Ihr Browser (Internet Explorer 10/11) ist veraltet. Aktualisieren Sie Ihren Browser für mehr Sicherheit, Geschwindigkeit und den besten Komfort auf dieser Seite.
Zurück zum BlogRainer Bareiss spricht über seine Exkursion in das Silicon Valley

Portrait von Lisa Scherner
Lisa Scherner


Lab Talk: Rainer Bareiß

Our friend Rainer Bareiß took a week off and took a 7-day trip to Silicon Valley – a learning journey. In his professional life, Rainer is responsible for sub-division turnkey construction at Ed. Züblin AG and is a driving force of digital transformation at Ed. Züblin. Rainer has initiated innovative projects like the Z-Box, a modular charging and rental station for e-bikes and pedelecs in a CAD-CAM fabricated wood construction. Outside of work, Rainer practices what he preaches, filling his home – a “passive house” – with sensor meshes and setting up machine-learning frameworks for processing the data.

For his week-long excursion to the Valley, he stuffed his calendar to the gills with appointments. He met inspiring people and visited places like Apple’s headquarters, NASA, Stanford, the Singularity University, Palo Alto, Google and many more.

Image: Bay Area Rapid Transit

His trip was also motivated by a desire to change his perspective and by a search for inspiration for the buildings of the future. He quickly noticed that, in Silicon Valley, no one is an alien. What is important, however, is what you have to contribute – otherwise, you’ll be winnowed out. In addition to workshops by Sebastian Thrun (the founder of Coursera) and Astro Teller about Deep Learning and AI, he enjoyed the contagious atmosphere of the people living there.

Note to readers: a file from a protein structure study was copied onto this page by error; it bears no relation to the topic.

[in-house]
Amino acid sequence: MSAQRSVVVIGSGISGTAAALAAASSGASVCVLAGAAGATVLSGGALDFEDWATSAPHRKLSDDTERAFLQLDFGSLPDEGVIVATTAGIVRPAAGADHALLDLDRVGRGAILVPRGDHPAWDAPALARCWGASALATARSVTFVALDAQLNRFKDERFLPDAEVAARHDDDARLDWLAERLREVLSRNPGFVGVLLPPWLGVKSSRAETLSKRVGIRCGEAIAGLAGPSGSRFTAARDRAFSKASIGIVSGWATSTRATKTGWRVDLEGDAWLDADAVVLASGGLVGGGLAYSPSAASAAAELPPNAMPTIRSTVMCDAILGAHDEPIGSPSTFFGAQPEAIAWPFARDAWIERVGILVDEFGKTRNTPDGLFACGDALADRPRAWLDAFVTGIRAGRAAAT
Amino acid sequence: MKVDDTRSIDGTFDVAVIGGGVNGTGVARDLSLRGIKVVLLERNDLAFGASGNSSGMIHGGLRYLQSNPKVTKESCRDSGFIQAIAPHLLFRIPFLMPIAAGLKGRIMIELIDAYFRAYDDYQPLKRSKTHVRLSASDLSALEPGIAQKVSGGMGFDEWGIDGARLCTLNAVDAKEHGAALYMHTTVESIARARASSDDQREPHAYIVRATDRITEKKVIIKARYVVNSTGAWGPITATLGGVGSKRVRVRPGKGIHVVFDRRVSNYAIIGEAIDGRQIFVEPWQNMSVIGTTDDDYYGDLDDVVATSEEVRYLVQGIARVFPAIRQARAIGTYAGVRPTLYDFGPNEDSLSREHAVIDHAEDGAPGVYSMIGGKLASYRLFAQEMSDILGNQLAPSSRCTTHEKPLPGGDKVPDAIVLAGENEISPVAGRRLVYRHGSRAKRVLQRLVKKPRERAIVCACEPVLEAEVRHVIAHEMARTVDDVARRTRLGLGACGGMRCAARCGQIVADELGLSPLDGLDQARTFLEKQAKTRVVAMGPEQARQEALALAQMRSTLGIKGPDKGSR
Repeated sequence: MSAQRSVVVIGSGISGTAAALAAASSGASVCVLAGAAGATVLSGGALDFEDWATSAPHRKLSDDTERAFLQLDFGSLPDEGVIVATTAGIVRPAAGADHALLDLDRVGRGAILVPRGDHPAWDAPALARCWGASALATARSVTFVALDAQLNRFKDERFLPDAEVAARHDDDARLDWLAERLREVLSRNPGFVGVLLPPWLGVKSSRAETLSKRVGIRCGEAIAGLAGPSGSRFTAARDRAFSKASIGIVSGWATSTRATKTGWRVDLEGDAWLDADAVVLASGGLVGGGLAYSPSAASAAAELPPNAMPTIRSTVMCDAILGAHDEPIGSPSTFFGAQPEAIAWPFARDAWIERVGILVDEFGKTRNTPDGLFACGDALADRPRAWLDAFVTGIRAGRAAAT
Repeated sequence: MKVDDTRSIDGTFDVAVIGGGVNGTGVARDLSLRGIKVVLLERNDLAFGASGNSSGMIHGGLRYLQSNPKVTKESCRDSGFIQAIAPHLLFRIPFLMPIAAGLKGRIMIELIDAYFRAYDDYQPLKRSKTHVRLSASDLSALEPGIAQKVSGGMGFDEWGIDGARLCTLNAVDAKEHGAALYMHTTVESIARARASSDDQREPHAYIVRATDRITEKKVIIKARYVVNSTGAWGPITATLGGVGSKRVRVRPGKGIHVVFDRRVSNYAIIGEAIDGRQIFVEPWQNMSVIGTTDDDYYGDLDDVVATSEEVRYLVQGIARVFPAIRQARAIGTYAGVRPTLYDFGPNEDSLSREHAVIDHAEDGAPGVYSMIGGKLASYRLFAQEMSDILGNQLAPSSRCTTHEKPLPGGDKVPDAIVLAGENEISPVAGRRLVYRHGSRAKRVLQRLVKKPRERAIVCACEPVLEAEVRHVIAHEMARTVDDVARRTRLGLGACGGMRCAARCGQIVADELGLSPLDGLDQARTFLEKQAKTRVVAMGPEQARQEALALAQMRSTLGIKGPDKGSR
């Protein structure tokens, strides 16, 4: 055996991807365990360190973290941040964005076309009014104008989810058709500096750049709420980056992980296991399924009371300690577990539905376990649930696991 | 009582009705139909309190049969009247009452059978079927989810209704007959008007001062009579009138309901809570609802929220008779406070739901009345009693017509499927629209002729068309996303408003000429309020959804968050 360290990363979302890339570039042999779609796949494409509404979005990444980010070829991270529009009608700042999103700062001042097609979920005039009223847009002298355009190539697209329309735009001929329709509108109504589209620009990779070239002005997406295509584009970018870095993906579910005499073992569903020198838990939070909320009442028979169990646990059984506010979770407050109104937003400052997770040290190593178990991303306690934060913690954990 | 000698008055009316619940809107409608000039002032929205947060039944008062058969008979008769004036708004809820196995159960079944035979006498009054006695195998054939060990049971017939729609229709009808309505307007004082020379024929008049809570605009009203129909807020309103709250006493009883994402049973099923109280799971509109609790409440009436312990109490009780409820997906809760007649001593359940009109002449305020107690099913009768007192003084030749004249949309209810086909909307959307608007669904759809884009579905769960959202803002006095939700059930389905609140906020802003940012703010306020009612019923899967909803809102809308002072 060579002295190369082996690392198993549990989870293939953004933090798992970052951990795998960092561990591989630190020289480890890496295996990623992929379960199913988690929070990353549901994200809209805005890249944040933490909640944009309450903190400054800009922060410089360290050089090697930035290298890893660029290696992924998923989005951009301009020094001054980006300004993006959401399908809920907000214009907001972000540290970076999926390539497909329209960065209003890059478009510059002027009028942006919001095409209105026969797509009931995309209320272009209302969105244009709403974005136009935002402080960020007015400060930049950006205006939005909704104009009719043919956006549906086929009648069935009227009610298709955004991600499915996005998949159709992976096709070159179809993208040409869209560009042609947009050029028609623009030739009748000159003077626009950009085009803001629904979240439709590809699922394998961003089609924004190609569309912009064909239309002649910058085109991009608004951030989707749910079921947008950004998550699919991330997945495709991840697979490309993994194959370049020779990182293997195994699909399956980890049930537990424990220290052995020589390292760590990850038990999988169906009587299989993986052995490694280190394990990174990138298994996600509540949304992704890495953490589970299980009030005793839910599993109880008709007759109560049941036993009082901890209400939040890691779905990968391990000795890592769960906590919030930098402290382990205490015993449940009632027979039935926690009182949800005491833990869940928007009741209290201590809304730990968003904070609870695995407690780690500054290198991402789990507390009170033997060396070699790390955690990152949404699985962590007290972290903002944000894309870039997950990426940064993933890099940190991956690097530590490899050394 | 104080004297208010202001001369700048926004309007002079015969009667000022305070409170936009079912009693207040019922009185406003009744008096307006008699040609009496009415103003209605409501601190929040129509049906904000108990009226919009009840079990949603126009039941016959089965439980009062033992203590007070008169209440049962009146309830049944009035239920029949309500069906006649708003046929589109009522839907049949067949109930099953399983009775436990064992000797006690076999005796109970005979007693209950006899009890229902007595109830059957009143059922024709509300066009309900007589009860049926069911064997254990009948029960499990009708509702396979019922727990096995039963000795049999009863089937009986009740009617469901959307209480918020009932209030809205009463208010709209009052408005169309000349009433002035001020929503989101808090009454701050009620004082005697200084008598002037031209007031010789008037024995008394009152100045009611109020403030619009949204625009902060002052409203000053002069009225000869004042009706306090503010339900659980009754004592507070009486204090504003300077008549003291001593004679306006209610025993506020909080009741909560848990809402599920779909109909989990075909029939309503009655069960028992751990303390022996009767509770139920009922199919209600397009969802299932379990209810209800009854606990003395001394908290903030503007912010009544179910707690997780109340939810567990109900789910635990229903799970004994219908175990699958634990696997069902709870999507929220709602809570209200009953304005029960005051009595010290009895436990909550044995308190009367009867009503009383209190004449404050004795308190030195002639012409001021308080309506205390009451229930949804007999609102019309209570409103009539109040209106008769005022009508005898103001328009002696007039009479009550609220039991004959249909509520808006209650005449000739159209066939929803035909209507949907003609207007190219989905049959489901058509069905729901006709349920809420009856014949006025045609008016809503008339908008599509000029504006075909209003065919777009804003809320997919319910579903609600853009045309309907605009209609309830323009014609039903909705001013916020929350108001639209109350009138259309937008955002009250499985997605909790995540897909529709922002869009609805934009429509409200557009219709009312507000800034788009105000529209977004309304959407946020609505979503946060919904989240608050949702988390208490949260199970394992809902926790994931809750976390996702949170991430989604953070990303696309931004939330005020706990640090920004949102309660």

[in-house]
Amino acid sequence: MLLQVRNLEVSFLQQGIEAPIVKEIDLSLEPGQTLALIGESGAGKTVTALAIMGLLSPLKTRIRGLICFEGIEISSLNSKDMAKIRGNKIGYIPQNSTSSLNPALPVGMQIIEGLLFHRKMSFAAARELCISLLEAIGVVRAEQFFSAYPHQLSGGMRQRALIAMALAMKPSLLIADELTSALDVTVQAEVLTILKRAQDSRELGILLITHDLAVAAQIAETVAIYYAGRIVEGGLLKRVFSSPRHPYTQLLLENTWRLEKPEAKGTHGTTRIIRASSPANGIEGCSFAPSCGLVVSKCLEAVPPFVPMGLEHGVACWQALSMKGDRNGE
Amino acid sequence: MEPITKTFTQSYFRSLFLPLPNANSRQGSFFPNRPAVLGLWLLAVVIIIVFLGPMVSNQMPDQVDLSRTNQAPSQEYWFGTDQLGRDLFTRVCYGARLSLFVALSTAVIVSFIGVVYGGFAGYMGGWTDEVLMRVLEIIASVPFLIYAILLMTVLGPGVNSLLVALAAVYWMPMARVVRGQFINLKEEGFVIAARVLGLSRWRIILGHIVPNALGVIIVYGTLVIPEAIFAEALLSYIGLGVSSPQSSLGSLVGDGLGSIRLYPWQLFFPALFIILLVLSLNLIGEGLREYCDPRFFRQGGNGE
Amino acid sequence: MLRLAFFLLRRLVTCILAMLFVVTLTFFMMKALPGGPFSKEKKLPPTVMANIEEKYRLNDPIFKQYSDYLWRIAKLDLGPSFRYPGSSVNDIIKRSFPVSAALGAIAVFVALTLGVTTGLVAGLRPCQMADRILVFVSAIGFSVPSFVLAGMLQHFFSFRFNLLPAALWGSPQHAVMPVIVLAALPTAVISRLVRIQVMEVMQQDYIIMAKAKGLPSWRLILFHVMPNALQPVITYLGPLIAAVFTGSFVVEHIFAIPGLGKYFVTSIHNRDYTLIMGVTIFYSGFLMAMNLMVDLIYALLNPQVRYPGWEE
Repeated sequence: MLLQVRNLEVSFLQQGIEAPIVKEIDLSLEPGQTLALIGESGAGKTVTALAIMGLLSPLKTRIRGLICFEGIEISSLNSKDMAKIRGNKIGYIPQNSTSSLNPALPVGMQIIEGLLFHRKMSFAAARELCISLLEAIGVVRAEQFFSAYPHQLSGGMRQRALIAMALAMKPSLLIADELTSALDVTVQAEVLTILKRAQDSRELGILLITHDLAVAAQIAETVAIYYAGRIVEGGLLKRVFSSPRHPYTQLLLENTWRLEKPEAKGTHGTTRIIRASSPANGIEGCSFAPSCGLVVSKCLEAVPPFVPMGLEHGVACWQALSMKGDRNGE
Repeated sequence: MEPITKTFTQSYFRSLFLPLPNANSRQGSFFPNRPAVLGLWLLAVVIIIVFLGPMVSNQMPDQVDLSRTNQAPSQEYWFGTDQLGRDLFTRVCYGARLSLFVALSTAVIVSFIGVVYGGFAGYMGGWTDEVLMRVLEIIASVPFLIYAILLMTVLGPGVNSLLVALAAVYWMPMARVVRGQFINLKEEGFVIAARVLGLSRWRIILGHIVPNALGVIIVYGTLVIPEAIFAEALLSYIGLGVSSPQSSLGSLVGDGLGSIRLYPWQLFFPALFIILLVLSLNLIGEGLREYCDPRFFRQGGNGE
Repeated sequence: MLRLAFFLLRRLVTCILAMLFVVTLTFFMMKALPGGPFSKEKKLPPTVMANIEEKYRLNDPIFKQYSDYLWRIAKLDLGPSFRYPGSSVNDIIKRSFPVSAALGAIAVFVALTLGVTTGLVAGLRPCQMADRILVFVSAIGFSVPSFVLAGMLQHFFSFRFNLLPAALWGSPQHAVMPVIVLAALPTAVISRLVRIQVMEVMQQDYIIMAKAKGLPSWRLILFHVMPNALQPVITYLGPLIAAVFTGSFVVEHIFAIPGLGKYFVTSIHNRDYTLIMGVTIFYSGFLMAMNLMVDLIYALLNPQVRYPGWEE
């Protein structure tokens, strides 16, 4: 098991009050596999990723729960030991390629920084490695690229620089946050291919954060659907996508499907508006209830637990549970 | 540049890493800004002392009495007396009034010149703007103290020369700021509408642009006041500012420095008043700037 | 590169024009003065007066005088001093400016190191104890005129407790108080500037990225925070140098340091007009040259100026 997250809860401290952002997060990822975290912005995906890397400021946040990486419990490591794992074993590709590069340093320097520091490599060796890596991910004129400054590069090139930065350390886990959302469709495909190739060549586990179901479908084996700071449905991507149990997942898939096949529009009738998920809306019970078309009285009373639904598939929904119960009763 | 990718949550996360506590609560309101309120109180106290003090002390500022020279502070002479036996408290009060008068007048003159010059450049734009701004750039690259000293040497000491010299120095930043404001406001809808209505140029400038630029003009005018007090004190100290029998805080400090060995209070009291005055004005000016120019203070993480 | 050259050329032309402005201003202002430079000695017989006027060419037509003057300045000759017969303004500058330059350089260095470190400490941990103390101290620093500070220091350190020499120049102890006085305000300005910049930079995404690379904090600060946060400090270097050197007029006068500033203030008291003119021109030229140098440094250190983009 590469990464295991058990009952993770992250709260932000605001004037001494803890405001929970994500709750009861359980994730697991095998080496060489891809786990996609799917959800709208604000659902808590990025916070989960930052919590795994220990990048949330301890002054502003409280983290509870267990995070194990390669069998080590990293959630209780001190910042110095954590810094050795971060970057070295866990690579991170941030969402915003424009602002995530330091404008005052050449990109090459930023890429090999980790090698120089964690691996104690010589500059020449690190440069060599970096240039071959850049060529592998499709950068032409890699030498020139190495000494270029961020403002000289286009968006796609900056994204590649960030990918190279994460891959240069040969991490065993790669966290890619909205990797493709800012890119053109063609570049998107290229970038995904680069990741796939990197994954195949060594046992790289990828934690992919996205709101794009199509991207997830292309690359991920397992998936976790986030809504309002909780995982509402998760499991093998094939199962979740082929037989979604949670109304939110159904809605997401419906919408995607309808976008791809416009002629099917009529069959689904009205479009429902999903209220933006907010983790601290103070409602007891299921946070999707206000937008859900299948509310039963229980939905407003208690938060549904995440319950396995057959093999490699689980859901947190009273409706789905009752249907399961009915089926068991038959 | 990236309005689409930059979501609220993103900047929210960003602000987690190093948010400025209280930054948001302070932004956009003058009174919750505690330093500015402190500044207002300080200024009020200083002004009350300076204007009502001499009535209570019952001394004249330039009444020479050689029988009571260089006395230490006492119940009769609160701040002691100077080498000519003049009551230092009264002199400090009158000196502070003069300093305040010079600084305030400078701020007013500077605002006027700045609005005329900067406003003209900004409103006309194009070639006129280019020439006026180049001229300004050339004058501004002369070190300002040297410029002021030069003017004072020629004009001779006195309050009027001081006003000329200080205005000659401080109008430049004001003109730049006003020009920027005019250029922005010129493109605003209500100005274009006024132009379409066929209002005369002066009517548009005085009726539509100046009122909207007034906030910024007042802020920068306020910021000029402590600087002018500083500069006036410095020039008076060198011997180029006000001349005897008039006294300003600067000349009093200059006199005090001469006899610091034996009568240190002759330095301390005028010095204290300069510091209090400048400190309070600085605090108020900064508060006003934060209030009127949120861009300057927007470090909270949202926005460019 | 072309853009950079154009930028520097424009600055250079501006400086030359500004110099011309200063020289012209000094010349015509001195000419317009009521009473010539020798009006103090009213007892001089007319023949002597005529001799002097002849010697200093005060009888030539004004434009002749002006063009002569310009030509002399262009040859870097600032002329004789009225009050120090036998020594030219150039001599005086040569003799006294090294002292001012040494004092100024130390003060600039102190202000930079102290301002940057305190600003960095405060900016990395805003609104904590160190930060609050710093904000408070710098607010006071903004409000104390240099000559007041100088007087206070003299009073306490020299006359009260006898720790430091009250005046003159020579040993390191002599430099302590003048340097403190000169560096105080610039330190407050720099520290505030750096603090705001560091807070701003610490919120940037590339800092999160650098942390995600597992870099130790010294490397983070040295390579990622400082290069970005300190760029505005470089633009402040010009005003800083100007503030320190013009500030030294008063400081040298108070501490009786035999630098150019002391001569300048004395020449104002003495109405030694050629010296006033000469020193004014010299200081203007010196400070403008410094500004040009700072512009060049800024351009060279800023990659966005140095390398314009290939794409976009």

On the other hand, it’s a valley of contradictions. The contrast of multimillionaires living next to homeless people was unexpected. More than 7,000 homeless people live in Santa Clara County – the fifth-highest homeless population per capita in the country.

Create connected UX

After returning from the trip, his conclusion was: we too have a great opportunity to adopt the spirit of the people there in how we think and work! We should stop talking only about the technical aspects and put the user first. In Silicon Valley, brilliant minds from around the world share their ideas. The dialogue of this “critical mass” is like nuclear fusion; the energy it releases is spellbinding. Also one of the learnings from the AI startup conference was: „People in the Silicon Valley create the future by conversation“. A typical pattern in conversations was, to ask your dialogue partner a lot of questions about his/her current project or the topic he/she was talking about until you really understood it.

After the talk, we had a lively discussion about the spirit of Silicon Valley and how we can adopt it in some ways here in Stuttgart. Thank you, Rainer, for this inspiring Lab Talk.